- vDS Topology Diagram
Note that not all of the above workflows are 100% finished but VMware has been constantly updating the workflows with each update. It’s only a matter of time.
vCenter Appliance Backup Schedule
Built-in backup tools were built into 6.5, but easily being able to backup the appliance automatically was a challenge. As you can see below, you can now set up a basic backup schedule to backup your appliance configuration for a later restore. You can also set the number of backups to retain. I’d still recommend backing up your vCenter Linux Appliance with a third party backup tool like Altaro, just because you can never have enough backups!
It has returned! A new feature with vCenter 6.7 is the ability to re-point a vCenter Server to another Platform Services Controller node, that resides in an entirely different vSphere SSO domain. This functionality is insanely huge for domain consolidation, and also domain splitting if needed with the cmss-util tool.
This functionality was available to vSphere administrators in vSphere 5.5 and has been a pain point of versions 6.0 and 6.5 of the product as it constrained the ability to consolidate or split without building new vCenter Servers, based on business requirements or consolidation of IT resources within an organization.
Updated vSphere Appliance Management Interface
The VAMI interface has been improved with new features and tabs mainly focused on monitoring and troubleshooting:
- In the Monitoring tab, there is now the possibility to see all the disk partitions for the vCSA, space available and utilization. Better visibility to CPU, memory, network, and database utilization.
- Services status, startup type, and health are now visible in the VAMI. Services can be started, stopped, and restarted directly from the VAMI if needed.
- Syslog forwards supported are now three. Previously only one forwarding was supported.
- The Update section has been improved providing a more flexibility in selecting patches and updates providing the option to stage or stage and install a patch or update from the VAMI. Are now available more information about what is included for each patch or update as well as type, severity, and if a reboot is required.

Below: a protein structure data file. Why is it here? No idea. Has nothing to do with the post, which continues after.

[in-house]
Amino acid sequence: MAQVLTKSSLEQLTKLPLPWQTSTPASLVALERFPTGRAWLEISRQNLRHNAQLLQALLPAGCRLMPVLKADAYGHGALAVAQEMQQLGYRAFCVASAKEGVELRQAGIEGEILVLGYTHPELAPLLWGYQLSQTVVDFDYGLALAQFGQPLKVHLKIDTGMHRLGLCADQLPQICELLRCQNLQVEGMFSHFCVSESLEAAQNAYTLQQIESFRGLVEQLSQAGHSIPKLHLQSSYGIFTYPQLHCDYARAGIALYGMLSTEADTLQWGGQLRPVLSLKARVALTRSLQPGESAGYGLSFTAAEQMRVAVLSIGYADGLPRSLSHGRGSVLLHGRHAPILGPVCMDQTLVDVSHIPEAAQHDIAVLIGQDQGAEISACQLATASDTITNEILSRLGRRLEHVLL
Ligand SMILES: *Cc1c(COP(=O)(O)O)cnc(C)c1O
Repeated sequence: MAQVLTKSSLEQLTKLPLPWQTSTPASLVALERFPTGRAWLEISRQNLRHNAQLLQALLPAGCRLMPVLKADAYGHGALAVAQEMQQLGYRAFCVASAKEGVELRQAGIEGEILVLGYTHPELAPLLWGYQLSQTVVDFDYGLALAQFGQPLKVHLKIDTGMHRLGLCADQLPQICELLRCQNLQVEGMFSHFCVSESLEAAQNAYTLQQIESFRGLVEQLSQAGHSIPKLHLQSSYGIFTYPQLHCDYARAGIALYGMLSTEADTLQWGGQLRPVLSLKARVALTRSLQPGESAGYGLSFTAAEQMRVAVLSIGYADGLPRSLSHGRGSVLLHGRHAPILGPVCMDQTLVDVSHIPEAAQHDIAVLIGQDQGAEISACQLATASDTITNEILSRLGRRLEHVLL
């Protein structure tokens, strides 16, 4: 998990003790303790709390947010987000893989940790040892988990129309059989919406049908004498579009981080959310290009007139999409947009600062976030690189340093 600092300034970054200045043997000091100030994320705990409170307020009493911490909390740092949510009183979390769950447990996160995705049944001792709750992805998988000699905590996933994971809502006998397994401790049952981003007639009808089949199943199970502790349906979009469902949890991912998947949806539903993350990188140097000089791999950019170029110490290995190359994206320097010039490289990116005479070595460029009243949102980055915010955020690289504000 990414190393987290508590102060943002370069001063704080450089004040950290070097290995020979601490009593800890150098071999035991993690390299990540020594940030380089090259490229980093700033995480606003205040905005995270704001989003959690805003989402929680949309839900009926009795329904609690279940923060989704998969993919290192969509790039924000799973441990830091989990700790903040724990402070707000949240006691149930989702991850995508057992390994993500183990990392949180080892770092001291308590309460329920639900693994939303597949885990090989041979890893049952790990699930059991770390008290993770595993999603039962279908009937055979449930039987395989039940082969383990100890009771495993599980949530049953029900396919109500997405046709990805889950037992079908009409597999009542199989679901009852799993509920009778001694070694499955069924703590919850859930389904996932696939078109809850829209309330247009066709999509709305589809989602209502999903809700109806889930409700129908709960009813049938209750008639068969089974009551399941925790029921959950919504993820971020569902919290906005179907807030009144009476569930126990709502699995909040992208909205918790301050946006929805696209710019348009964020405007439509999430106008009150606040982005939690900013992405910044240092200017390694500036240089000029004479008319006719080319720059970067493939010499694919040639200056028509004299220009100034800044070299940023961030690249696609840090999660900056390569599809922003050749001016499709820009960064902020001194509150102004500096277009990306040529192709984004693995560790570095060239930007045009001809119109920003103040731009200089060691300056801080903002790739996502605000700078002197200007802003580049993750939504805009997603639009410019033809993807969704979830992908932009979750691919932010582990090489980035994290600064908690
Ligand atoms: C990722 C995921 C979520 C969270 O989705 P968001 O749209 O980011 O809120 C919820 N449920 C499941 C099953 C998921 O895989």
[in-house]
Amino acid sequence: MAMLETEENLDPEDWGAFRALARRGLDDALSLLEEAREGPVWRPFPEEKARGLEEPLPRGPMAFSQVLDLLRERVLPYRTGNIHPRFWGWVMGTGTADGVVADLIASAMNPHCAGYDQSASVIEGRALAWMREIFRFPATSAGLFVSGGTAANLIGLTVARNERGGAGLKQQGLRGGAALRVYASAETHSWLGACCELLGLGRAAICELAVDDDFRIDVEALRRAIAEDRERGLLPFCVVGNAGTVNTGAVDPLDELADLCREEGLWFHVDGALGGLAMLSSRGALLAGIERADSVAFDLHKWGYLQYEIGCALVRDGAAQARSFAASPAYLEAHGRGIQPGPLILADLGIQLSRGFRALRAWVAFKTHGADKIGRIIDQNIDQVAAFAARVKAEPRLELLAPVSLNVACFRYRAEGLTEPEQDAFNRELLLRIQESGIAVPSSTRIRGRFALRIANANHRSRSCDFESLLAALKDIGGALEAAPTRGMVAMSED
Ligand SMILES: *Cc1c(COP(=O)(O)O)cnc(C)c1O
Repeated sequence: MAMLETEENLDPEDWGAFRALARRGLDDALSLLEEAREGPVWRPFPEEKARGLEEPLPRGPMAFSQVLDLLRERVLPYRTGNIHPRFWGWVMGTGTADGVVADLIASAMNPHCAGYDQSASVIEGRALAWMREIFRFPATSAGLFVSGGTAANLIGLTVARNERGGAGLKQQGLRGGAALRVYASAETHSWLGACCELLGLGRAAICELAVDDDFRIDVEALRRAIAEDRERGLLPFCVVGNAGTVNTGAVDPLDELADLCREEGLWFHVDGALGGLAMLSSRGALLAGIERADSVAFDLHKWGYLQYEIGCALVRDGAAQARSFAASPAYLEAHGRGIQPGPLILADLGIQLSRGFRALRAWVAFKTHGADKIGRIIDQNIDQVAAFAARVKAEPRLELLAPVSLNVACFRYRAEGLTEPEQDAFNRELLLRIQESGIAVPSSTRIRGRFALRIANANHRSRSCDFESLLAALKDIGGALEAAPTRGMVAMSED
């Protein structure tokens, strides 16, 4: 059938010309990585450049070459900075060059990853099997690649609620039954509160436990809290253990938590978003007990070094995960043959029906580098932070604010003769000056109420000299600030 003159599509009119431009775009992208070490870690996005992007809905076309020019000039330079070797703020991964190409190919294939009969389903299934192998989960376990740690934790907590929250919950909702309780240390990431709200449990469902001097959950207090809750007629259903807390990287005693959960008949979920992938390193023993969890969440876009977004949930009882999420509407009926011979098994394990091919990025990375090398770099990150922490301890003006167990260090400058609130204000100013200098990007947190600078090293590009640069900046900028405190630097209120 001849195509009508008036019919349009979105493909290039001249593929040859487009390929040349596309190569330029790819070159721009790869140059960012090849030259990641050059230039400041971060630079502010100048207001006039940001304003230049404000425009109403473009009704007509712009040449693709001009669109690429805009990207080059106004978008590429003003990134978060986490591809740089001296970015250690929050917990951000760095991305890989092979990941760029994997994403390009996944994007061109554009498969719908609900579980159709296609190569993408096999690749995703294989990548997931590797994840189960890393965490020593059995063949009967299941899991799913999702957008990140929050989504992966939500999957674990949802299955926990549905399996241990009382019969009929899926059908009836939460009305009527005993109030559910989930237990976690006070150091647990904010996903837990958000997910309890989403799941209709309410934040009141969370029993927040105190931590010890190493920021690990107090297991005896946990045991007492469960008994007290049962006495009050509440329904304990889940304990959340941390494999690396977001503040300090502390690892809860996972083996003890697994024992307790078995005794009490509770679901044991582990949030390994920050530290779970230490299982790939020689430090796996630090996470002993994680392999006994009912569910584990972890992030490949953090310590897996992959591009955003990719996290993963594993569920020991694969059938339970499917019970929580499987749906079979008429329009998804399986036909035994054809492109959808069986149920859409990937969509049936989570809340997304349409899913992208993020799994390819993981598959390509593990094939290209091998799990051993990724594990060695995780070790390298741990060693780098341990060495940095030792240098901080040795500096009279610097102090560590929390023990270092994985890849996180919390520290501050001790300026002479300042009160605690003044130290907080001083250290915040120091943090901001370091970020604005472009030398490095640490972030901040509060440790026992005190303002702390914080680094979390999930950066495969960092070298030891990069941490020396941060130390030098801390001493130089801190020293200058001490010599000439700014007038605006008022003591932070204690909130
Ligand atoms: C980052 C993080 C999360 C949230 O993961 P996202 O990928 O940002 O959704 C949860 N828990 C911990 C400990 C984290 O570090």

ESXi Single Reboot
VMware has streamlined the upgrade process in this 6.7 release of vSphere. Upgrades from 6.5 to 6.7 will be the first to see this benefit. VMware has eliminated one of the two reboots that were normally required for major version upgrades, so your upgrades are going to be faster and a smoother process, and who could complain there?!
ESXi Quick Boot
This is a neat feature that I have not had the opportunity to use much of yet, at least in my home lab. For starters, your hardware has to support this feature, but the idea is that the hypervisor can be restarted without going through the physical hardware reboot process. There is currently only a limited number of servers that are supported but the number will be increased in the future, so we get to look forward to more of this at least. This feature works not only for reboots but also for upgrades. The system creates a second ESXi memory image and when the host is rebooted it doesn’t perform a full reboot but it switches over to the latest instead. This is a pretty cool new feature!
You can find additional information about the vSphere 6.7 release on the launch website.